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    God after the Holocaust – Ask the Rabbi

    Q. Every year the memorial events on Yom HaSho’ah raise the question of how God could allow such suffering. Do you have an answer?

    A. My answer is going to be “No”, but first I have to recall a chapter of my life.

    I spent many years as a university teacher of Judaic studies, and one of the courses I taught was on the theology and halachah of the Holocaust. I showed my students how the post-Holocaust theologians had tried to come to grips with the question of “Why?”

    We looked at the question as part of the age-old obsession with the issue of Tzaddik v’ra lo, rasha v’tov lo – “the righteous who suffer, the wicked who prosper”.

    Then we looked at the Holocaust as a unique event. We saw that no-one has yet found the final answers. But we noted that the Mishnah Avot, the Ethics of the Fathers, insists (2:16) “It is not your duty to complete the work, but neither are you free to desist from it”.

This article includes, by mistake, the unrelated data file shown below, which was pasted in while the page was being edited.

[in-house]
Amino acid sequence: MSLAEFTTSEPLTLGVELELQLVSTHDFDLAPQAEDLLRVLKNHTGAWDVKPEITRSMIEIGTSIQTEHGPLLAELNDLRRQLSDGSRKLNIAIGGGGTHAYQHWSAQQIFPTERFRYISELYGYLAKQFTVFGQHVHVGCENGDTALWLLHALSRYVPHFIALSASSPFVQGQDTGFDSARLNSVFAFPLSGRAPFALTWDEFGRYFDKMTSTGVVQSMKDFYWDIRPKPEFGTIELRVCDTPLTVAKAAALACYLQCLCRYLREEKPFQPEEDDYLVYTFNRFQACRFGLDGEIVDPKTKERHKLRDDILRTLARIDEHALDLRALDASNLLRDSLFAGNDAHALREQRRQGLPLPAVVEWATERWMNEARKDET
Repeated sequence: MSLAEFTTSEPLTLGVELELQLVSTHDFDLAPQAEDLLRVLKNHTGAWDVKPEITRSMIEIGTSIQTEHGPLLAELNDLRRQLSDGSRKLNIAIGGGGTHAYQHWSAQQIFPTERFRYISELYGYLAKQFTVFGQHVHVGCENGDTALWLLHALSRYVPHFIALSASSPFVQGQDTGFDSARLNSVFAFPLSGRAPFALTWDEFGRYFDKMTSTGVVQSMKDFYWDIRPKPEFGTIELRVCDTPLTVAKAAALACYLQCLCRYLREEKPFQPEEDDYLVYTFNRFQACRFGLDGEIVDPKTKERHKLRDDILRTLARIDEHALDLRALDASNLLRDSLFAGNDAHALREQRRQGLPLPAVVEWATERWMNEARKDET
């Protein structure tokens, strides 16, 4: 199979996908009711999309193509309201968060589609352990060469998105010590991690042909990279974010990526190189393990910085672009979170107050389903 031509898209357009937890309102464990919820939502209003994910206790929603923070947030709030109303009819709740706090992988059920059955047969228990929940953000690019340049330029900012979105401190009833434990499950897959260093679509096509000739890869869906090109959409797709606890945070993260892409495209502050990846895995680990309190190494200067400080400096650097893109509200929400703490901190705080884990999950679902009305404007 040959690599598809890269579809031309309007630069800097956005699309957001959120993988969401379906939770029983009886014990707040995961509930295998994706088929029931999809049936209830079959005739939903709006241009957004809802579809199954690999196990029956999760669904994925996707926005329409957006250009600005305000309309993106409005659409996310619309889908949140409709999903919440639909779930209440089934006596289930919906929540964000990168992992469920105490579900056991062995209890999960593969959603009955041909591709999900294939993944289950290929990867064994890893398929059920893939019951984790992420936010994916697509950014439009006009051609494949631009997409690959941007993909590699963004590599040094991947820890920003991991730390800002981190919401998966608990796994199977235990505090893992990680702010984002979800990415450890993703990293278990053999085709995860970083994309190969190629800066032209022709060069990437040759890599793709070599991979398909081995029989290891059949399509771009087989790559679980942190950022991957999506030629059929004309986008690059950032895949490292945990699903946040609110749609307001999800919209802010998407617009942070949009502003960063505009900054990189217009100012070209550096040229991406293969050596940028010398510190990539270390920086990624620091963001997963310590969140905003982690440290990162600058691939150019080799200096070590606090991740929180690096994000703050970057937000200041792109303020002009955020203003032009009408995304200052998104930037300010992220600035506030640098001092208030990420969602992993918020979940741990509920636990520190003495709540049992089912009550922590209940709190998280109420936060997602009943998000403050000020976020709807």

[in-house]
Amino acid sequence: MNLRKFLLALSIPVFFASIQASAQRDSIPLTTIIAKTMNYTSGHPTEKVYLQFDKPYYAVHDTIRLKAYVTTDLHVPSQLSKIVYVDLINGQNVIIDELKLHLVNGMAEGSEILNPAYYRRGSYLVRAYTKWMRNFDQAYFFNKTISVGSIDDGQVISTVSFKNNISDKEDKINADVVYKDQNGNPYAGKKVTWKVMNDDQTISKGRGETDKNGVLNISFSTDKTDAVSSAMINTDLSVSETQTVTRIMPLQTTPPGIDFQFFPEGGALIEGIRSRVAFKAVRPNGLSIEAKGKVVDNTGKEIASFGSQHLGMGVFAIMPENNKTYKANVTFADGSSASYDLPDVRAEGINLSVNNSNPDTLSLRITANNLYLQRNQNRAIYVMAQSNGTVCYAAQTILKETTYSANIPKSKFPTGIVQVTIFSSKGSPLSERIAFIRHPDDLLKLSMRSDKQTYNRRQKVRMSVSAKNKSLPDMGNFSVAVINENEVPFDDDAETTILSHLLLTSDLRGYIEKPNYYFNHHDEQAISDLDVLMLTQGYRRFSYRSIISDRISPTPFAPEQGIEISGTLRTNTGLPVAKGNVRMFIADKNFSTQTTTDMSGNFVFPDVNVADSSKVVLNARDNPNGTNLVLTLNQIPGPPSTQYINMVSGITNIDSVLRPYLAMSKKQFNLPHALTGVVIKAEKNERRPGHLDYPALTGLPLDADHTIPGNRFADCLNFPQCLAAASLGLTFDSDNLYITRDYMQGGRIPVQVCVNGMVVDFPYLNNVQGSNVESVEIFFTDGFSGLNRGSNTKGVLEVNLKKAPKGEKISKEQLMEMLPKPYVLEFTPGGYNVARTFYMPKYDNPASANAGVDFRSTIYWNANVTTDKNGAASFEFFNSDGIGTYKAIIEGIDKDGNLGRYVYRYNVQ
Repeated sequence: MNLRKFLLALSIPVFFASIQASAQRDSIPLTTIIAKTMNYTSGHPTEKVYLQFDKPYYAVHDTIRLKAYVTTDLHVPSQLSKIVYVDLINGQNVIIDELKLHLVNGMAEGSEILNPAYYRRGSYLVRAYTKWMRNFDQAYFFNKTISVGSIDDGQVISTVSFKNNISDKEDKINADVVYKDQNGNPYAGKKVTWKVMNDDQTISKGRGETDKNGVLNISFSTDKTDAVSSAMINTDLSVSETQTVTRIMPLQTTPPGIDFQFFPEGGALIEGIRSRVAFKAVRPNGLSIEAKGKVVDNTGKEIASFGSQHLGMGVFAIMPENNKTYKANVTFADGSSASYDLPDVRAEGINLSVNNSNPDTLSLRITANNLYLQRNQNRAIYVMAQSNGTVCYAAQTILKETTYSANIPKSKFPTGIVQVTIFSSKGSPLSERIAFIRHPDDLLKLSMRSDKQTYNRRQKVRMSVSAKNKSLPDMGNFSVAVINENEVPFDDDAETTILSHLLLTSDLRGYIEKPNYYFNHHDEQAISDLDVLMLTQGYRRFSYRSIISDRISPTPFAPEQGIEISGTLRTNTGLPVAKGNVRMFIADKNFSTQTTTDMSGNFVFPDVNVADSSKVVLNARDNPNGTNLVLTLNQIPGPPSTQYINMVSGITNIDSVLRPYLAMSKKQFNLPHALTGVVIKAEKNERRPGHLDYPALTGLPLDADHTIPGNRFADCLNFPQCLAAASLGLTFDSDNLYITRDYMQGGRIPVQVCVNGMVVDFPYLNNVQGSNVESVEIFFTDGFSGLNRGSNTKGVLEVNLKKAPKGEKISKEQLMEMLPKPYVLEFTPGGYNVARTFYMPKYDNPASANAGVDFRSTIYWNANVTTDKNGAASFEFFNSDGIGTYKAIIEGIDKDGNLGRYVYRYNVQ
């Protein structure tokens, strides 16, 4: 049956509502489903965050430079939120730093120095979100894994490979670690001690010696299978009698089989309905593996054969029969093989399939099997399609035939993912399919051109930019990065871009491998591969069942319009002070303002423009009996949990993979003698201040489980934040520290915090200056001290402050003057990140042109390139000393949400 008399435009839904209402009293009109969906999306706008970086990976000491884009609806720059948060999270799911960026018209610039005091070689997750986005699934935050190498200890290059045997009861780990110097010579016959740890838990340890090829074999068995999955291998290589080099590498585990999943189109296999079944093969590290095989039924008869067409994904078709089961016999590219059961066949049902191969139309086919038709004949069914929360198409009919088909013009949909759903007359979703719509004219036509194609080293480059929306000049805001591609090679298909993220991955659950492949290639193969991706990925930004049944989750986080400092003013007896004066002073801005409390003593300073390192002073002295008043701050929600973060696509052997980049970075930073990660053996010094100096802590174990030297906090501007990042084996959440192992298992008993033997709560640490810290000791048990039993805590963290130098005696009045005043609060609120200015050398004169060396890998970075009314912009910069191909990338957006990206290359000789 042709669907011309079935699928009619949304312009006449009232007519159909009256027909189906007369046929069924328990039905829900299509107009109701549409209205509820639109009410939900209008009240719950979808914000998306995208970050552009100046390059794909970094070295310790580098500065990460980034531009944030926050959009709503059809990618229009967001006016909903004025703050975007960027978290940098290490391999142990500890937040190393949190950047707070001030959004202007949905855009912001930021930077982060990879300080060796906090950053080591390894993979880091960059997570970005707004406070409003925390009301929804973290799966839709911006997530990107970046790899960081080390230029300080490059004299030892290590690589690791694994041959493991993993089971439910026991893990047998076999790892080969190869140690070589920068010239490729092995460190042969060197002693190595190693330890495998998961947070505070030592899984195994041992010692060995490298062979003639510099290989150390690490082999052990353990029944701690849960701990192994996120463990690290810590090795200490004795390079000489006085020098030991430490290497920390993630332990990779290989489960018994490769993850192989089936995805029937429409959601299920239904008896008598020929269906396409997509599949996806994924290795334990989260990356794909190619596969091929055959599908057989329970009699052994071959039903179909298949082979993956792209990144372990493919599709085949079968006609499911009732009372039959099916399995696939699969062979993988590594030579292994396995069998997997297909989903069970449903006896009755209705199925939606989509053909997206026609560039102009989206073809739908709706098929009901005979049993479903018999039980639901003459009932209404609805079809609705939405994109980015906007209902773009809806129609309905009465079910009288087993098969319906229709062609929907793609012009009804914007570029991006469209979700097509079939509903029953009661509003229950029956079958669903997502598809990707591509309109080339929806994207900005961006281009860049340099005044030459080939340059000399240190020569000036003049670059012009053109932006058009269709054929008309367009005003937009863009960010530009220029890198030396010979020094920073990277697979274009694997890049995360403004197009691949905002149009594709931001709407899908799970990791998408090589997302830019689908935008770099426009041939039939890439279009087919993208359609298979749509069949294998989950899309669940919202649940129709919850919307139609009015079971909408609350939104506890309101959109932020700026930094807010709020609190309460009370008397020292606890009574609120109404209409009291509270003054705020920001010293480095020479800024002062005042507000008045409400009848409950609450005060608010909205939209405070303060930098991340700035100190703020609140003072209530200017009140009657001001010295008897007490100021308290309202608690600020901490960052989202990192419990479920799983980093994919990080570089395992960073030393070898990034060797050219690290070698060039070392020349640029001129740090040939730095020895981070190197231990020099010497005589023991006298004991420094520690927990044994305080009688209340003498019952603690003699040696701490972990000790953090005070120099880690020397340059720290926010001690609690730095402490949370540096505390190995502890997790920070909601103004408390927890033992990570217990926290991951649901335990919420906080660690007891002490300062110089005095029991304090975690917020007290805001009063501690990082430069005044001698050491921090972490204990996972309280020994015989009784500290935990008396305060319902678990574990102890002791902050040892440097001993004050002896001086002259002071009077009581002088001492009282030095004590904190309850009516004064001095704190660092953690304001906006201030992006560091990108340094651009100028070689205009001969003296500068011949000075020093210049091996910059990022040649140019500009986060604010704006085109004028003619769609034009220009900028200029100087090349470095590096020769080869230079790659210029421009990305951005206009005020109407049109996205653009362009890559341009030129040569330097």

We may not succeed in arriving at the answers, but we dare not refuse to ask the questions.

    We also noted that a number of theologians urge us to recognise the distinction between explanation and response.

    We may not be able to explain what happened, but we have to respond to it: not merely asking “Why did it happen?” but “Now that it has happened, what do we do about it?”

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